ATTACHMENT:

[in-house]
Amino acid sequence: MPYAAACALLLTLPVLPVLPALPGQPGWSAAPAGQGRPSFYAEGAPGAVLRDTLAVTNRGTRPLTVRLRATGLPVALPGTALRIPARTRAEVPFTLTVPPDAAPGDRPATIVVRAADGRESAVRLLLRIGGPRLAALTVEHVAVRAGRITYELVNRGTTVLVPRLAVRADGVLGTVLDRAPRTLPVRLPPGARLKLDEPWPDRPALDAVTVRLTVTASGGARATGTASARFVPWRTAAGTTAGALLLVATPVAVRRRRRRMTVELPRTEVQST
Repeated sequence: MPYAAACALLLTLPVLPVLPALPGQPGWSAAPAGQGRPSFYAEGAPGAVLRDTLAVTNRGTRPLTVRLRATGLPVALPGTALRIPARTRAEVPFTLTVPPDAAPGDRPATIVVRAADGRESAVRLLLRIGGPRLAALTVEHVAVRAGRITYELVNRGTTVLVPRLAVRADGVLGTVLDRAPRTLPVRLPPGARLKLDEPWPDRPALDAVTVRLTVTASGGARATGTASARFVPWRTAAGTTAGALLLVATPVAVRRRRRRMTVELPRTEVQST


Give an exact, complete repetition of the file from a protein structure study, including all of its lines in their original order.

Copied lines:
[in-house]
Amino acid sequence: MPYAAACALLLTLPVLPVLPALPGQPGWSAAPAGQGRPSFYAEGAPGAVLRDTLAVTNRGTRPLTVRLRATGLPVALPGTALRIPARTRAEVPFTLTVPPDAAPGDRPATIVVRAADGRESAVRLLLRIGGPRLAALTVEHVAVRAGRITYELVNRGTTVLVPRLAVRADGVLGTVLDRAPRTLPVRLPPGARLKLDEPWPDRPALDAVTVRLTVTASGGARATGTASARFVPWRTAAGTTAGALLLVATPVAVRRRRRRMTVELPRTEVQST
Repeated sequence: MPYAAACALLLTLPVLPVLPALPGQPGWSAAPAGQGRPSFYAEGAPGAVLRDTLAVTNRGTRPLTVRLRATGLPVALPGTALRIPARTRAEVPFTLTVPPDAAPGDRPATIVVRAADGRESAVRLLLRIGGPRLAALTVEHVAVRAGRITYELVNRGTTVLVPRLAVRADGVLGTVLDRAPRTLPVRLPPGARLKLDEPWPDRPALDAVTVRLTVTASGGARATGTASARFVPWRTAAGTTAGALLLVATPVAVRRRRRRMTVELPRTEVQST